“I thank you for understanding that the district is not at liberty to share any further details as this is a criminal matter and the parties involved are entitled to privacy.”

Attorney information for Otero was not immediately available.

This story was updated May 5 at 1:50 p.m. to include Ring’s statement.

Community responds to call for help following car crash involving a volunteer fireman

Jimmy McLoughlin Jr. is a volunteer fireman for the Sound Beach Fire Department. Photo by Stefanie Handshaw

By Kevin Redding

Friends, family and community members did their own quick responding for a beloved Sound Beach firefighter who suffered serious injuries in a recent car crash.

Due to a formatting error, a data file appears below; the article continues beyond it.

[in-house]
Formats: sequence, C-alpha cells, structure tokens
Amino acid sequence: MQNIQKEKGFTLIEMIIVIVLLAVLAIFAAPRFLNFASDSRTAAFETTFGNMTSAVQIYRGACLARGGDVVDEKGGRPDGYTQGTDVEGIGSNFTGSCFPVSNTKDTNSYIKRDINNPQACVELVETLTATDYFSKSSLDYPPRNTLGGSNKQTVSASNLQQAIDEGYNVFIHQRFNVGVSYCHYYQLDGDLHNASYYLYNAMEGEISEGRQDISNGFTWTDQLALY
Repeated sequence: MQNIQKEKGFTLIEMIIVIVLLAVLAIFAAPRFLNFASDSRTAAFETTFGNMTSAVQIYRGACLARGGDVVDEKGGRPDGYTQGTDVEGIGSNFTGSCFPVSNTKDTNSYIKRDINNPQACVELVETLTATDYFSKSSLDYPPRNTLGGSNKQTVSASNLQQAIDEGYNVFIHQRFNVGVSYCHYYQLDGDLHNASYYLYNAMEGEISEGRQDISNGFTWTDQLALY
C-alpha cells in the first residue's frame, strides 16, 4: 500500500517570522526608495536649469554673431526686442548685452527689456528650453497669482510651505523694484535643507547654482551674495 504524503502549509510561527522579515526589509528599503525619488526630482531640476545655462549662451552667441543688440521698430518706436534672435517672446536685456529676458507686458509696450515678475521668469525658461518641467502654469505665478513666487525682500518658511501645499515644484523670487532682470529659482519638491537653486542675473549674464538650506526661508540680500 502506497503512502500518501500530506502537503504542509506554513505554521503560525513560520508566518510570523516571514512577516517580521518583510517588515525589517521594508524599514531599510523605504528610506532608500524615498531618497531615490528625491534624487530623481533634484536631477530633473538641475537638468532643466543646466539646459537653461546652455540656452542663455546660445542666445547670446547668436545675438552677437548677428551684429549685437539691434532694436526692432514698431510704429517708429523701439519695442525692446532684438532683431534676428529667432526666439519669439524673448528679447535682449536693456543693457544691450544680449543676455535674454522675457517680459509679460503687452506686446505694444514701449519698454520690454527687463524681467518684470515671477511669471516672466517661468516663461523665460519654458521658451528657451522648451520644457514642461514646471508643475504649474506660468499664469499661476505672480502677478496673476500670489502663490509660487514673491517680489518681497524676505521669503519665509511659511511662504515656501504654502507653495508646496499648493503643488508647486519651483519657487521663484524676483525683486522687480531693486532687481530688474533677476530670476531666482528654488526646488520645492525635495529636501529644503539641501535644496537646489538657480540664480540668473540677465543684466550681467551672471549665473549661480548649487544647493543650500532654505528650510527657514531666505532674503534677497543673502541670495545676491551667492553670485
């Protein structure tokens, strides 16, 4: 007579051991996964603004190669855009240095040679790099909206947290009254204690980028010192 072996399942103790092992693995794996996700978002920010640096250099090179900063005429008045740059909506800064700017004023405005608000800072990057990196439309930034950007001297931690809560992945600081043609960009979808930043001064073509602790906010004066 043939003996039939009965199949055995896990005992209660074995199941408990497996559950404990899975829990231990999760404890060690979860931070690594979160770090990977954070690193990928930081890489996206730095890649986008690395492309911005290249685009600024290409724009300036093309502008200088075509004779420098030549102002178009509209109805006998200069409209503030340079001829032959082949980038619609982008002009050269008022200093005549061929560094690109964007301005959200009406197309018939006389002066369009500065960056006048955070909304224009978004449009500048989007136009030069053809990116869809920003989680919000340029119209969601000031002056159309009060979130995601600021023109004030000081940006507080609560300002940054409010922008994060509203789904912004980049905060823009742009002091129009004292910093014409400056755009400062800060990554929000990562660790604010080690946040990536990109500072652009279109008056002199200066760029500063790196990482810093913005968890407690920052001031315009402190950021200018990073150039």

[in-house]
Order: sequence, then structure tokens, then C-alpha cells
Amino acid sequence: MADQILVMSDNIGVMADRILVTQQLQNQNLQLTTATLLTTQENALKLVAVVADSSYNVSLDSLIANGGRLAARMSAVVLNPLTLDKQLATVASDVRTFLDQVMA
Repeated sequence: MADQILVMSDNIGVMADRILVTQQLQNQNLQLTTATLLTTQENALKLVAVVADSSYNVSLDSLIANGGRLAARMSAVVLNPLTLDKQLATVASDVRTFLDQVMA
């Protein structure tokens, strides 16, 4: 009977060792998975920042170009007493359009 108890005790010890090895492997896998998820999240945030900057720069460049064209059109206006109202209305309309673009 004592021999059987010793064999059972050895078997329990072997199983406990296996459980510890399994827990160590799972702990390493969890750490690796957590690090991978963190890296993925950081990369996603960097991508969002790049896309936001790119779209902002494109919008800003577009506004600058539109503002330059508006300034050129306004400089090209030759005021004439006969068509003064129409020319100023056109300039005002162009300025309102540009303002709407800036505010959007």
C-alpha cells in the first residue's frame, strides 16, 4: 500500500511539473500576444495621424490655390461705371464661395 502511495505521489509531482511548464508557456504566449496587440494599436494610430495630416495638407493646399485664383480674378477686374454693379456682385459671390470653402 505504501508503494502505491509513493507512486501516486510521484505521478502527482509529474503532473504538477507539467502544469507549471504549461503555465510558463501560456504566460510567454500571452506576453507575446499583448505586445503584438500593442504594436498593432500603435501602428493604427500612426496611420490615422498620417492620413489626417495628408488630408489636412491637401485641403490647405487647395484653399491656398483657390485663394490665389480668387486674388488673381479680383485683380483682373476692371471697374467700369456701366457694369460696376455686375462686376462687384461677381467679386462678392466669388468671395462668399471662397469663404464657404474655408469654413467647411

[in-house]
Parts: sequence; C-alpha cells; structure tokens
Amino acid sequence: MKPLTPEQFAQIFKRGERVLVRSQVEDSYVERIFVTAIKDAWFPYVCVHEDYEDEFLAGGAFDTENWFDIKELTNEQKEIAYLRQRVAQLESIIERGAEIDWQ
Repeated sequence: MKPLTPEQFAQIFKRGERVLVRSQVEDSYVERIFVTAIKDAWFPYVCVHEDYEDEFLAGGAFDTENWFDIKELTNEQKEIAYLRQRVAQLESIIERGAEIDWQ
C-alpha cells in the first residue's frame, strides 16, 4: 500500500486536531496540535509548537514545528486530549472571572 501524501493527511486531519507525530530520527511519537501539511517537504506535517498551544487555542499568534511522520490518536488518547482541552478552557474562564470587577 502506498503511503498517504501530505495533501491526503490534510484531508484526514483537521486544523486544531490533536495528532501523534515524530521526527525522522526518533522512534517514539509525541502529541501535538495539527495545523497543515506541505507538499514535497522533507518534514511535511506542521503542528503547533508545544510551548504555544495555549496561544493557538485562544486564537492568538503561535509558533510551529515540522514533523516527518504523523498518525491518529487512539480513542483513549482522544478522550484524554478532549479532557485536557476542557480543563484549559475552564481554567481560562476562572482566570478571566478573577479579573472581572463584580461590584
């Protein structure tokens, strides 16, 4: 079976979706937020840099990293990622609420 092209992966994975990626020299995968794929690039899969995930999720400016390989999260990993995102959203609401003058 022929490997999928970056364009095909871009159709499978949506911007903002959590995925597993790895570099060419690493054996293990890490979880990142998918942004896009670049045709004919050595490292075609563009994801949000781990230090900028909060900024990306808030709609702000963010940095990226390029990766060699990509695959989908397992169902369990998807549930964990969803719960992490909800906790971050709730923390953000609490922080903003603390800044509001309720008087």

A GoFundMe page to support Jimmy McLoughlin Jr. was set up Dec. 23, one day after the 24-year-old volunteer was rushed to Stony Brook University Hospital following a collision with another vehicle on Route 25A and Harrison Ave. in MIller Place at 5 p.m.

Jimmy McLoughlin Jr.’s car following his crash on Route 25A Dec. 22. Photo from Sound Beach Fire Department

According to those close to him, McLoughlin Jr. was pulling into a lot to get a haircut when a driver ran a red light and broadsided his vehicle.

The online fundraiser hit its goal of $15,000 after just two days, and within 10, the fund exceeded the goal with $19,664. So far 350 people have donated, with individual contributions ranging from $5 to as much as $1,000.

The accident left McLoughlin Jr. with two broken vertebrae, and since he’ll be out of work for a minimum of three months, the money raised will go toward the surgery he needed to fuse part of his spine, future medical and rehabilitation costs and the eventual replacement of his totaled vehicle.